Gazette of the United States. (Philadelphia [Pa.]) 1795-1796, November 30, 1795, Image 2

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    jLicketts New Amphitheatre,
30th November,
Feats of Horfemanjhip, havin
By Mr. Ricketts, Mr. F. Ricketts, Matter Ling, and the 1
y Mr. Sully. hook:
i For the third time in America, whiol
Will ride on could
4 In full speed. j
Equejlrian Exertions, the«
With a variety of Entertainments and Performances, W ere
which Mr. Ricketts declines particularizing.
Mr. Ricketts will ride a (ingle Horse in full fpecd, and
dance to the tune of J-j
in the character of
A Highland Laddie. comi
, , thy I
' whole tri conclude With r'
Or, Humours of Lrrtbr Sands. G f t
In which will be introduced the Jockey Hornpipe , -
Scotch Reel. tllr f
— all c
N.*B. Several 6toves are placed in different parts of
the Amphitheatre to render ic warm, <0 • c
Gentlemen in the Pit are requeued not to throw glasses
or bottles in the ring, being attended with dangerous on c
confeauences. tit 10
TICKETS and Places for the Boxes to be taken at t h e
» , the Box-Office, at the Amphitheatre. we( j
• +. Boxes, one dollar —Pit, half a dollar.
- 4..*.{—Doors to be cpenel at ha f past FIVE, and
Entertainment to begin at halt past 6IX.
AT. B. No money taken at the doors, nor any admitt
ance behind the scenes. - ; (
A Limner from Paris refpegfutly informs the public, fittr
that he paints Likenesses in Miniature, in fach un ti
striking and pleasing a manner, a< will, he hopes, fatisiy j
those who may e.nploy him. His Likenesses are war- art
ranted, his fittings ihort, and his terms easy. ' 6
His Room is at No. 2,north Fifth-ftrtet.
November 11. _ §'9*- a"' l
P. S. As he shortly intends returning to rrance, he yi
invitss such I .adies and Gentlemen as may be desirous of ~ ]
having their Portraits drawn, to take advantage of the 2> - 1
• prcfent time.
rpHE Stockholders of the Bank of the United States
I. ar - hereby informed that according to the Statute of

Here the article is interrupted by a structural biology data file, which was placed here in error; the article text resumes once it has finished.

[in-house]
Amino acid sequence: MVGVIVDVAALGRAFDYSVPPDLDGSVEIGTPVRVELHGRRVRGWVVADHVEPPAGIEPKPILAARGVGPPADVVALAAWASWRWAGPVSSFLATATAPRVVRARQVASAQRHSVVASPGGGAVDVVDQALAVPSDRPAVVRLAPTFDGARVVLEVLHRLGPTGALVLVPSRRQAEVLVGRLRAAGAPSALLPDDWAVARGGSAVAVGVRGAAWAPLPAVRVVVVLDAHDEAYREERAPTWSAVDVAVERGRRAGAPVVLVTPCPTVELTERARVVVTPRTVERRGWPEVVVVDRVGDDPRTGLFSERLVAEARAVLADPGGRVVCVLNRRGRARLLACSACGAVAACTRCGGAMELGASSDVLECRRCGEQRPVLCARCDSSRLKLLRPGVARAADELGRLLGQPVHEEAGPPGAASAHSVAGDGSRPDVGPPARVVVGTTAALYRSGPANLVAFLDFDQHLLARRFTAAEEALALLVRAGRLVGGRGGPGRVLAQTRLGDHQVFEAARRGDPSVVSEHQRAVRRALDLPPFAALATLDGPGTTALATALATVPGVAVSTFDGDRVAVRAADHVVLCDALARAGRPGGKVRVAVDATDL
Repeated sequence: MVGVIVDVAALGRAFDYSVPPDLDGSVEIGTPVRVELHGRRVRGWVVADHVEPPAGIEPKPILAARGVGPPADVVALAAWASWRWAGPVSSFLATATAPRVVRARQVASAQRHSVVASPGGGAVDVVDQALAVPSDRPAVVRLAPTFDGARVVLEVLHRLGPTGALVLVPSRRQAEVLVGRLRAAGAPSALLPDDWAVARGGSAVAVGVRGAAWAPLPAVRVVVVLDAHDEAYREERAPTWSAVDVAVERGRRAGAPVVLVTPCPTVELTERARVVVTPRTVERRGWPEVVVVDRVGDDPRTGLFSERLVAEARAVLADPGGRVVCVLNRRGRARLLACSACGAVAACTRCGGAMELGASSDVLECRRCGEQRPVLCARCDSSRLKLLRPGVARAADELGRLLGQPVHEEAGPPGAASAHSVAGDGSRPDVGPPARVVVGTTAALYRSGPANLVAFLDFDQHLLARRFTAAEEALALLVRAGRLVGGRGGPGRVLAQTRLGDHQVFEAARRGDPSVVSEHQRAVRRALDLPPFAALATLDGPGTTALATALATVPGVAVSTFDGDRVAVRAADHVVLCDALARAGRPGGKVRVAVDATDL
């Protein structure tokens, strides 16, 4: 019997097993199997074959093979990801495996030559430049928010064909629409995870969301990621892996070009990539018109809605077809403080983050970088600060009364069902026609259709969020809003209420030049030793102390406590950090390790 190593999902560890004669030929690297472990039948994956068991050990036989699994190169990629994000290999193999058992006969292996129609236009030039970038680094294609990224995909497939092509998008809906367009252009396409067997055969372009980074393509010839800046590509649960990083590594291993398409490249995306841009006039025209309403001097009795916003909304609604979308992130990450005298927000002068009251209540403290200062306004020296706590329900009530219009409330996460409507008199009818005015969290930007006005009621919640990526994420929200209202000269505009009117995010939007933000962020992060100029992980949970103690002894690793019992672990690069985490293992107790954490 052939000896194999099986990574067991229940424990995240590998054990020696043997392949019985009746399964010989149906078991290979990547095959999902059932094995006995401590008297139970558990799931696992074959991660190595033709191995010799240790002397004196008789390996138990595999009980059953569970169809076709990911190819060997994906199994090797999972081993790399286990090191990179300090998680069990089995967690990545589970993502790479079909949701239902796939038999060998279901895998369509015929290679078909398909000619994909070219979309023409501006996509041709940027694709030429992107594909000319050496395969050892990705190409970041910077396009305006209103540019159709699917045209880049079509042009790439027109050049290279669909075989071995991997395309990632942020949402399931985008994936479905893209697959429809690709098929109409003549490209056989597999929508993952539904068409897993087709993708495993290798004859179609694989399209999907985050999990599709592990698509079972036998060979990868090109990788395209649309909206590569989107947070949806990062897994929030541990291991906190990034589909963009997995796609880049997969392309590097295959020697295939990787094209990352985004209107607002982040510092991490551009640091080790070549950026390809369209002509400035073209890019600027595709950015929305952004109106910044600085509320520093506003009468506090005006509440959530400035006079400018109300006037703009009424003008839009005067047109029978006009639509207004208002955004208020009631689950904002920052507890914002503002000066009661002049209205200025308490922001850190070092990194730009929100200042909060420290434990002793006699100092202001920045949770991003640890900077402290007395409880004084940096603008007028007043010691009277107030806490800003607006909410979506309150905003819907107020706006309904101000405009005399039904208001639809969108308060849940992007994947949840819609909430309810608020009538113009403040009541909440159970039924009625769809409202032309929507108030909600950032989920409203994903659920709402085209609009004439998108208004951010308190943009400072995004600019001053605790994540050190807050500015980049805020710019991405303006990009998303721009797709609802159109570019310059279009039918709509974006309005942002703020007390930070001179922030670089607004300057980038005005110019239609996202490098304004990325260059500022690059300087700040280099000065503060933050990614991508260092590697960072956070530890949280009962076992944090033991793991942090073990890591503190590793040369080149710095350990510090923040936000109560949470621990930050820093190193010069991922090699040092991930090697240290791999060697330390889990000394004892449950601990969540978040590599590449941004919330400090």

lncorTTfation, a general Eleaion for twenty five D.rec- 3-
tors will be h -Id at t eßank of the United States in the city 4.
of Philadelphia on Monday the 4th day of January next, at 5.
10 o'clock in the forenoon. _ 6.
And uurfuantto the Eleventh fe<stion of theßye LaWs,
the Stockholders of the Bank are hereby notified to
a ss ruble in general meeting at the fame place on Tn'fday - •
the Jth day of January nixt at J o'clock ia the Evening. 9.
By order of the board of directors, IT3.
* G. SIMPSON, Cashier. , ~
id Fundam ntal Article, 12 .
Not mire thin three fourths 6f the Directors in office
esclufive of the President {hall be eligibly for the next sue- 5-
cccding year,but the direflo- who shall be president at the I+■
time of an election may always be rc-eleited 1 J,
Philadelphia. N0v.19 twteT 1
THE Members of St. Andrew's society are requeued .
t) attend their Anniversary Meeting on Monday, the'3<sth
in 9. at O'F.llersHotel, at 2 o'clock, P. M.
The Officers of the Society will please give th ir atten- cot at nn,-Timer to be on
—ir i& -parti Jllia! ty rc-fumccr rnarTticn \>ent iernijMMn V(
Und to celcbrate this Anniversary will fend for
aamiflion to either of the following members.
James Craig, Esq. north Front-ilrect, to
Richard Lake, Esq. Vine-street, - ab<
Mr. James Hen Jerfon, north Front-ftreet on
Mr. Thomas Leiper, north Water-ttreet,
Mr. Gaven Hamilton, ju-i. fonth zd-ftrcet 13 ,
Mr. Robert Henderfon,Chefnut-ftreet 10
Mr. John Shields, Chefnut-flreet n 'he
William A. Tod, Esq. VValnut-ftrect 16 firi
Dr. tindrew Spence, loath Sccond-Hrect 126
By Order of tha Society, j )a
RICHARD LAKE, Secret.,ry.
Nov. 24. *"• p a
Le Breton, th
Puiil r : tcelebrated ?Ar. Dubois, late Dent:[l to tl>e King and Fimi'.y of France, member of tho College and Ac*- cq
denri of Surgeons at Paris, '
Keeps a complete assortment of every thing neeeffary to
be used for the . > vl
■ PftfeKiMithn of the Mouth and Teeth. ta
Patent mineral Teeth ..and human and ivory Tenth ; Den- vo
trifice in powder; Opiate; excellent Elixir for fwcetening th
tho mouth, and preserving the teeth. He also furnifhes | ie